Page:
Studies have shown that establishing mycorrhizae requires the activity of a number of gene networks (see here) that are involved in a complex series of steps. To begin with, the plant roots must be able to tell that they are dealing with a potentially beneficial partner and not an enemy. Much is known, thanks to studies using transcriptomics (and other omics) and studies of protein-protein interactions. Involved in these transactions are, as expected, extracellular signaling molecules, membrane receptors, signaling proteins, transcription factors and their DNA binding motifs. To give you a flavor of what has been reported: typical signaling molecules are phenylpropanoids, salicylate, and jasmonic acid, all thought to be protective substances. The model system that has received a lot of attention is that of an aspen tree and the fungus Laccaria bicolor, a symbiosis that can be conveniently reproduced in the lab. (L. bicolor, by the way, is an otherwise unassuming mushroom, edible but not notably tasty.) For an idea of how such studies are conducted, see the diagram (Fig. 3).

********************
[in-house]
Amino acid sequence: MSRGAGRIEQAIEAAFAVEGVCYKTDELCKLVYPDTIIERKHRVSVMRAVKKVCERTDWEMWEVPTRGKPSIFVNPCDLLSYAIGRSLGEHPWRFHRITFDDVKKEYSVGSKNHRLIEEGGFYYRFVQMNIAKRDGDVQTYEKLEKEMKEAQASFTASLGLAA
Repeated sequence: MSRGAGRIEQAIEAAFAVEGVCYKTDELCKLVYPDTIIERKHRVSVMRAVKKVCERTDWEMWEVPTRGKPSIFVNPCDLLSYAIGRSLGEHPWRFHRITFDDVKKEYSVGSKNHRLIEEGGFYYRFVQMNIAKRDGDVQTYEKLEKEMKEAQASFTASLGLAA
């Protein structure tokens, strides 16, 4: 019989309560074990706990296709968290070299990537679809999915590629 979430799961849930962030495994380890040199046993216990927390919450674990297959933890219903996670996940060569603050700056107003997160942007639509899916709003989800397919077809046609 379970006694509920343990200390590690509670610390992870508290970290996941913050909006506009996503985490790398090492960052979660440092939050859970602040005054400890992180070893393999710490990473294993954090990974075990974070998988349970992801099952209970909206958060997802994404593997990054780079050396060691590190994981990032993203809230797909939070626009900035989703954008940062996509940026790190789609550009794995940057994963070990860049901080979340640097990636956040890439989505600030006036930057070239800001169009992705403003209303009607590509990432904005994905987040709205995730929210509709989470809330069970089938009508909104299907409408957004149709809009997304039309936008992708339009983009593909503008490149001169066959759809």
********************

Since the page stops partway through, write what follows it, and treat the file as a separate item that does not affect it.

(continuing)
Mycorrhizal fungi and their host talk to each other via diffusible molecules, thus facilitating the development of ecosystems. On occasion, sugars are transported mycorrhizally (a new adverb?) between different kinds of trees, such as among Douglas firs and birches. A young seedling in need of nourishment may obtain needed resources from its mature neighbors. Likewise, a dying tree will share resources with adjacent ones. But beyond supplying nutrients, fungi such as the Laccaria induce the production of plant auxins that favor the development of lateral roots. Involved here are jasmonate, ethylene, and sesquiterpenes, suggesting that a rich gemisch of chemicals is involved. But also, the fungi must talk the plant into accepting them as partners. Accordingly, these fungi secrete many small effector proteins, although their functions are largely unknown. One speculation is that they target growth hormone pathways to restructure the plant root. One of these proteins, called MiSSP7, is highly upregulated in the root tips and is required to establish the symbiosis. This 'master regulator of symbiosis' is secreted by the fungus in response to some plant signals and acts in the plant nucleus to alter the expression of a gene involved in the jasmoate signaling pathway.